Much fuss has been made with General Motors’ use of out-of-spec ignition switches, as the public has been scratching its collective head and wondering, “Why did GM use these if they didn’t pass muster?” According to Automotive News, this may not be an unusual circumstance.
“Just because a part is out of tolerance doesn’t mean that it’s the root cause of a failure. [But if the out-of-spec part] affects a component’s fit, form or function, that’s when you are expected to do a full root-cause analysis,” said Scott Gray, a senior program manager for the industry research consortium Automotive Industry Action Group.
Apparently, since 1993, there have been rules in place in using an out-of-spec part based on two documents: the Failure Mode Effects Analysis and the Production Part Approval Process. Both of these were developed by the Big Three:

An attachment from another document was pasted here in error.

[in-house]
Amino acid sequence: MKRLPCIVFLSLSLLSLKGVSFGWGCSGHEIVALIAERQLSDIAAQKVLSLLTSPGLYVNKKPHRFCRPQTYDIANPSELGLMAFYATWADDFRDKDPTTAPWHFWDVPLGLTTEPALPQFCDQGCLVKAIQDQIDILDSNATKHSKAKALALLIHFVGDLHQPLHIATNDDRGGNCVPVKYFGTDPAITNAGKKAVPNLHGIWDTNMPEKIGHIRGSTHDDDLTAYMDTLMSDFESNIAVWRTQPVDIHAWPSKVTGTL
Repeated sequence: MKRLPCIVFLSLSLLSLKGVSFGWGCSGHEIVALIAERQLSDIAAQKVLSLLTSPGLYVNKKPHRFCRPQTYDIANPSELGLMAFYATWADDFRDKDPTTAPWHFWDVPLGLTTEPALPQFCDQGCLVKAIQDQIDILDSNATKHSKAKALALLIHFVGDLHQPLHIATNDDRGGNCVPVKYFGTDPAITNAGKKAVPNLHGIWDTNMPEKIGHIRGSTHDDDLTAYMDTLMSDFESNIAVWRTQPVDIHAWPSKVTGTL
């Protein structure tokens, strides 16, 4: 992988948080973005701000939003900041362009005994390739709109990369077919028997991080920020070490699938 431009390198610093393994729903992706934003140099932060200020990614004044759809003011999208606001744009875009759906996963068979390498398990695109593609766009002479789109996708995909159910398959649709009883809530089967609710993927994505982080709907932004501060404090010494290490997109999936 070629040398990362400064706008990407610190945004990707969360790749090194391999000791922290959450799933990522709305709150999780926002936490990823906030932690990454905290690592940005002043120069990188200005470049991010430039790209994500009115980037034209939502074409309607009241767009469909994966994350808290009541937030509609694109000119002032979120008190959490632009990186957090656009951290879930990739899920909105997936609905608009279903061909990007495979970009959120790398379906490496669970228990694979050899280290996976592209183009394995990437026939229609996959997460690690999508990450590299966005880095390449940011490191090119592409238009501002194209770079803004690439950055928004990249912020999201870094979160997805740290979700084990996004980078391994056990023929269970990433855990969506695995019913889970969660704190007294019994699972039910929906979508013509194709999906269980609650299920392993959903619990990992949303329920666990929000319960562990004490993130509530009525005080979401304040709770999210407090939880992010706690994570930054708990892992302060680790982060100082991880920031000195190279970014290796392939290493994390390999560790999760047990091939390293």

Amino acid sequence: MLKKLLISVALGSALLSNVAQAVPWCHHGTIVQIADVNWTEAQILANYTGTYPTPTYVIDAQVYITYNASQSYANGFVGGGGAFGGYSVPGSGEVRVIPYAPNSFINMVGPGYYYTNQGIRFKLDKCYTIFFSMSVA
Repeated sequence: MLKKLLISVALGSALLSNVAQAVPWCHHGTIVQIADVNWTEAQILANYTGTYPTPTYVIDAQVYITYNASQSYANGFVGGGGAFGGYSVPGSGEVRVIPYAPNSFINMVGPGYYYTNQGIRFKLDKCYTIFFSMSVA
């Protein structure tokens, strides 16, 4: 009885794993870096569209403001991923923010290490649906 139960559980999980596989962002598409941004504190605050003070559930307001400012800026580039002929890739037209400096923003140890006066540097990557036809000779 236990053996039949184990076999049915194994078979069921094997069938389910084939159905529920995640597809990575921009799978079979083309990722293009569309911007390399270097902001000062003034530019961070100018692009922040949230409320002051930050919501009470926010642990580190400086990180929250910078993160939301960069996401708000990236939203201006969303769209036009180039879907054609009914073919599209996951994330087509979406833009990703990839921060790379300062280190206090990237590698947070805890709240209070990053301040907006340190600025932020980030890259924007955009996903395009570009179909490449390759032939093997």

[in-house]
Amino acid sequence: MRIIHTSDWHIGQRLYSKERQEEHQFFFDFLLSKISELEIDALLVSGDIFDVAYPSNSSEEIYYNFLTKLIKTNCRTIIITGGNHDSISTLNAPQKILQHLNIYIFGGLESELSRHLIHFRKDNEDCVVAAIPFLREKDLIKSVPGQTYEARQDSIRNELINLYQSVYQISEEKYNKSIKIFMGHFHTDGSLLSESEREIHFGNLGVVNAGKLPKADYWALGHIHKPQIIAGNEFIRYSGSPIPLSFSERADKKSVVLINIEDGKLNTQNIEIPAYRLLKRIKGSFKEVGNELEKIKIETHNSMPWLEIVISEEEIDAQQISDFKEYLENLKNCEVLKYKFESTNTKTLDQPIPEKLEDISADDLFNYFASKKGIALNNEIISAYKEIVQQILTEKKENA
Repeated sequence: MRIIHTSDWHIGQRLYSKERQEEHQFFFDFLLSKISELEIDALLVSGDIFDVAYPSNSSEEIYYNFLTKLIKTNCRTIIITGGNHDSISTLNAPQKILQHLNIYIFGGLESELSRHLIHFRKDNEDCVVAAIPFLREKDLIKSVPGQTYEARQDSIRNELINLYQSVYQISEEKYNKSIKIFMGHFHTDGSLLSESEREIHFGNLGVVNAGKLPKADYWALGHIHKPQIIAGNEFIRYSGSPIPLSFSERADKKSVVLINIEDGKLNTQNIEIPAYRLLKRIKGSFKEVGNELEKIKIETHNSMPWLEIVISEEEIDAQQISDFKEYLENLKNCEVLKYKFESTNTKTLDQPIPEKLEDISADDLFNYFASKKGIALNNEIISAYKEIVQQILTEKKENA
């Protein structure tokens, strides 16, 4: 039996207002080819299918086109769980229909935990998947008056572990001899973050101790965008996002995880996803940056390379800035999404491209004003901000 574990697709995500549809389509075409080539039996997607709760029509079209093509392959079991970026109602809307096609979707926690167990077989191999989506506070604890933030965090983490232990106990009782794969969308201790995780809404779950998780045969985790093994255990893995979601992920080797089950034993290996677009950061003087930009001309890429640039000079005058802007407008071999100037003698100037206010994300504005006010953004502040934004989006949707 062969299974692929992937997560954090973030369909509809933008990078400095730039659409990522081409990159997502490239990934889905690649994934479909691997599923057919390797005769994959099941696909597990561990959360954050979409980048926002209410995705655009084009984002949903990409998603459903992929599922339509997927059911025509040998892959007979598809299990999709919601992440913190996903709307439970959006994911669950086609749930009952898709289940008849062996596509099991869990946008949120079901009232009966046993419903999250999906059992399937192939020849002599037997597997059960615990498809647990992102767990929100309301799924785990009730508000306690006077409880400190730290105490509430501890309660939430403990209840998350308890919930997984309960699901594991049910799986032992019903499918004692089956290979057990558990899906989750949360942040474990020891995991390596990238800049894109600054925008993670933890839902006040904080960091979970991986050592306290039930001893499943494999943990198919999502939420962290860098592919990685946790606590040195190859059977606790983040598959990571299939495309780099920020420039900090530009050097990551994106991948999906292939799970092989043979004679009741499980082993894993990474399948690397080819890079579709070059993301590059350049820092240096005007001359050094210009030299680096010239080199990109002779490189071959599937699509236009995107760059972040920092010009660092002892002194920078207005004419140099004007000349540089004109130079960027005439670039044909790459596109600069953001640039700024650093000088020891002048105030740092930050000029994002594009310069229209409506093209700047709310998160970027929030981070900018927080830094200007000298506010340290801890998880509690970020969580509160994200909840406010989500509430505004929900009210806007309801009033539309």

- The Failure Mode Effects Analysis will show whether or not an out-of-spec part will work, or whether it might suffer a catastrophic failure. Engineers perform the analysis from the beginning of a component’s development. This is true for all components, so it can help engineers determine what happens with the use of an out-of-spec part.
- The Production Part Approval Process is the second stage, which involves the supplier producing the part to proper specifications. If there are any changes to the specs, no matter how minor, this approval process must be updated.
Hence, the smoking gun in General Motors’ case is the Failure Mode Effects Analysis, which should indicate whether GM knew about ignition switch issues. However, GM has yet to comment, other than spokesman Greg Martin saying, “We look forward to sharing findings, as appropriate, once completed. Until then, we will provide no preliminary comment.”